Spring 2006»CSCI 221 Homework 5

CSCI 221 Homework 5

Assigned Date: Thursday, Mar. 29, 2006
Due Date: Friday, Apr. 14, 2006
Due Time: 11:55pm

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Last modified on April 13, 2006, at 11:10 AM (see updates)


This assignment focuses on Linked Lists.

You are expected to work in isolation (without access to any resources other than the class textbook, class notes, and the instructor).


Write a program to manipulate MIDI files.

To do so you will use classes from jMusic. jMusic is an API for sound and music applications in Java.

First you need to set up jMusic on your computer.


Your program should be implemented using BlueJ. Create a project called, Music. In that project create the following classes and methods:

  • Song
    • public Song() -- initializes internal data structure
    • public void readMIDI(String fileName) -- inputs a MIDI file
    • public void writeMIDI(String fileName) -- outputs a MIDI file
    • public void setSong(Score score) -- converts a jMusic Score to a song
    • public Score getScore() -- converts song to a jMusic Score
      (Hint: You might find Part.addNote() useful.)
    • public void addNote(ExtendedNote note) -- adds a note to the song
    • public void echo(double delay, int repeat) -- adds echo effect to song
    • public void reverb(int depth) -- adds reverb effect to song
    • public String toString() -- returns String representation of song
  • MusicMaker the system driver
    • public static void main(String[] args) - declares necessary instances of classes and uses their methods to make some demo music.

Internal Data Structure

You should use a linked list of notes to store the song.

This linked list should utilize class Node (given in class).

The info field of class Node should be of class ExtendedNote (to be provided).

Hint: To build your list, extract jMusic Note's from the input MIDI file, and store them in increasing order of start time within ExtendedNote's.

To find the Note objects, you need to get the Part objectss of the Score, then get the Phrase objects within each Part, then get the Note objects within each Phrase, and finally wrap each Note within an ExtendedNote. Start time is found within each Phrase.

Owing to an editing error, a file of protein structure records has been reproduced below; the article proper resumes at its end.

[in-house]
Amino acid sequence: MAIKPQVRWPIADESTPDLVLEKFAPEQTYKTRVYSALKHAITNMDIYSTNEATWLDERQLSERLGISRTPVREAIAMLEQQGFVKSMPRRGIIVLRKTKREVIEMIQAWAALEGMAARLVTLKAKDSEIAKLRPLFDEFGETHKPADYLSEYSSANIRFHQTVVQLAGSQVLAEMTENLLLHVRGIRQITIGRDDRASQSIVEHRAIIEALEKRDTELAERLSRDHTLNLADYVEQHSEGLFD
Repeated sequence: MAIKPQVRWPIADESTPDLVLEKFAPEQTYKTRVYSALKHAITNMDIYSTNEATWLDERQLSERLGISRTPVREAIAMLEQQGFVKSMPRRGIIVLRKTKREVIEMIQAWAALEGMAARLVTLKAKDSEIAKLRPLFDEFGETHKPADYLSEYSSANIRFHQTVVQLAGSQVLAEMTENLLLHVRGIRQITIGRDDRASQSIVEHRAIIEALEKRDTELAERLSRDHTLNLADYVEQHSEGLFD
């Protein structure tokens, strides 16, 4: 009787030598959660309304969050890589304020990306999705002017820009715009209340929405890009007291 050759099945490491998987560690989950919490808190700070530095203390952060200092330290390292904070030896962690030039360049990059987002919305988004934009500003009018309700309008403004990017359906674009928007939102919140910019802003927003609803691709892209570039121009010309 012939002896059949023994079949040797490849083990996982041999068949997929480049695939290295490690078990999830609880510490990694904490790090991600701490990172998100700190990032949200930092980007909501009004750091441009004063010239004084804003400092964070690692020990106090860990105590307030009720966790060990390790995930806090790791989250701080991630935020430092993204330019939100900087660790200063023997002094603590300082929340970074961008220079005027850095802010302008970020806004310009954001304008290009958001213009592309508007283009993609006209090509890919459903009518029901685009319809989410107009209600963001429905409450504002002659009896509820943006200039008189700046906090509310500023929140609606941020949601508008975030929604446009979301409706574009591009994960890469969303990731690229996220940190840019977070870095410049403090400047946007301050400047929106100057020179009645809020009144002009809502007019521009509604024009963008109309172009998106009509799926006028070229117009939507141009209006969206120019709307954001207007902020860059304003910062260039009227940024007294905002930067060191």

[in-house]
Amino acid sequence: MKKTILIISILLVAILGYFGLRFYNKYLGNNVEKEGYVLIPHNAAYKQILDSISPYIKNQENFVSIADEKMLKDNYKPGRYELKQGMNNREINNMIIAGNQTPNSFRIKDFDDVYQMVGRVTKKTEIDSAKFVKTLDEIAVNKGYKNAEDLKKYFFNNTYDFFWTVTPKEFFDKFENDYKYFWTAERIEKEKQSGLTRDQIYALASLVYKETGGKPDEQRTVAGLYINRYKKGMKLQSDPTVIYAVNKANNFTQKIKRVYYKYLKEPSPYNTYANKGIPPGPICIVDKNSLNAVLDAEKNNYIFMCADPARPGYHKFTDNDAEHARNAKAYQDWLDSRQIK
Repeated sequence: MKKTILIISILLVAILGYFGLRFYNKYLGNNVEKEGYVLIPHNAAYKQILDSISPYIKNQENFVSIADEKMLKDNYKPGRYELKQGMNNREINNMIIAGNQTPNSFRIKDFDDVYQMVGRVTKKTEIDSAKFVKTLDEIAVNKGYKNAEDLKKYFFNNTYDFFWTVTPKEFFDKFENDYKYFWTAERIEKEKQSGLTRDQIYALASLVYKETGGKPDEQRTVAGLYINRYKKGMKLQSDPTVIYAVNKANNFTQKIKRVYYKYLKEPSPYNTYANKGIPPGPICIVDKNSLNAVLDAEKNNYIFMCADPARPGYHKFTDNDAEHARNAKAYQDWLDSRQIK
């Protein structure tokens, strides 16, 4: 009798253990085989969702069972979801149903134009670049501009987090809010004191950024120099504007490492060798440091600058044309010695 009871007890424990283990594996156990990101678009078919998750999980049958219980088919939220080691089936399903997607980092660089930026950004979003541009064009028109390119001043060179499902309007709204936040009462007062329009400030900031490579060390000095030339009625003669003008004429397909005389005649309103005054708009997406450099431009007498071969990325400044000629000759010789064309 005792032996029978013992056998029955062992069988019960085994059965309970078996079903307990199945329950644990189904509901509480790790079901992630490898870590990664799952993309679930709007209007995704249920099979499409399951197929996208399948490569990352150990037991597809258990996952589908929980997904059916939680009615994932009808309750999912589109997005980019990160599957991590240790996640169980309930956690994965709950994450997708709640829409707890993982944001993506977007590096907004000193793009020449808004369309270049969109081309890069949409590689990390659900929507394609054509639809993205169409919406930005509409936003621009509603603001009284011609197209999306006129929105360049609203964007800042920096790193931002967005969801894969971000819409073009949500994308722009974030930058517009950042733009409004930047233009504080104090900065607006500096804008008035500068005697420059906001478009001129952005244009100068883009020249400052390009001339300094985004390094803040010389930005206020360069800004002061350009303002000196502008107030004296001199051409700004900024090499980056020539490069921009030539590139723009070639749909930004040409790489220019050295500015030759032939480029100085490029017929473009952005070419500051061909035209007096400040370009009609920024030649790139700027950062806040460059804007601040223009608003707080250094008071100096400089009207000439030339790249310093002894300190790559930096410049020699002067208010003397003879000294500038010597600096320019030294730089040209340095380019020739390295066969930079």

• public void play() -- plays song (Hint: use jMusic's Play class)
  • public void view() -- displays song (Hint: use jMusic's View class)
  • public void removeNote(ExtendedNote note) -- removes the first occurrance of note from song
  • public Score randomScore(int numNotes) -- returns a Score of numNotes notes with random pitch, rhythm value, and start time.

Super Bonus

Create additional Song effects (methods).

Demonstate your effects through MusicMaker. For each effect, it should create (at least) one meaningfully named .mid file. These files should be stored in the current directory (i.e., no "hardwired" path names).

Running MusicMaker should generate all demos at once (i.e., no editing required by instructor/grader).

Within Readme.txt document your extra work. No bonus if you omit this part!


Focus on functional cohesion, i.e., a method should implement only one bit of functionality. The smaller, the better.

Your methods should be fully documented via javadoc.


  1. Open your BlueJ project.
  2. Open (edit) each source file and generate the class interface (javadoc). This can be done within the editor window either by pressing CTRL/J , or selecting the Interface drop-down menu item (on the right). (Note: This is necessary to generate your documentation for grading.)
  3. Under the Project menu, click Create Jar File... . In the dialog box that opens, select Include Source, and press Continue.
  4. Verify that the .jar file is correct, by using the 'jar xvf file.jar' command, where file.jar is your archive. Your .jar file should contain:
    • Readme.txt (see Widget for a sample).
    • Any files generated automatically by BlueJ (e.g., bluej.pkg, bluej.pkh, etc.).
    • Song.java, MusicMaker.java, ExtendedNote.java.
  • A doc subdirectory with the Javadoc API documentation generated by BlueJ, for each of the classes above.

In other words, I should be able to unzip your submission and run it without modifications or additions.

  1. Email the generated .jar file to manaris@cs.cofc.edu, by the due date and time.
  2. In the same email, attach .mid files demoing your effects. For example, attach x.mid, x_echo.mid, x_reverb.mid, where x is a descriptive name of the music stored in the MIDI file (e.g., StairwayToHeaven.mid, StairwayToHeaven_echo.mid, StairwayToHeaven_reverb.mid).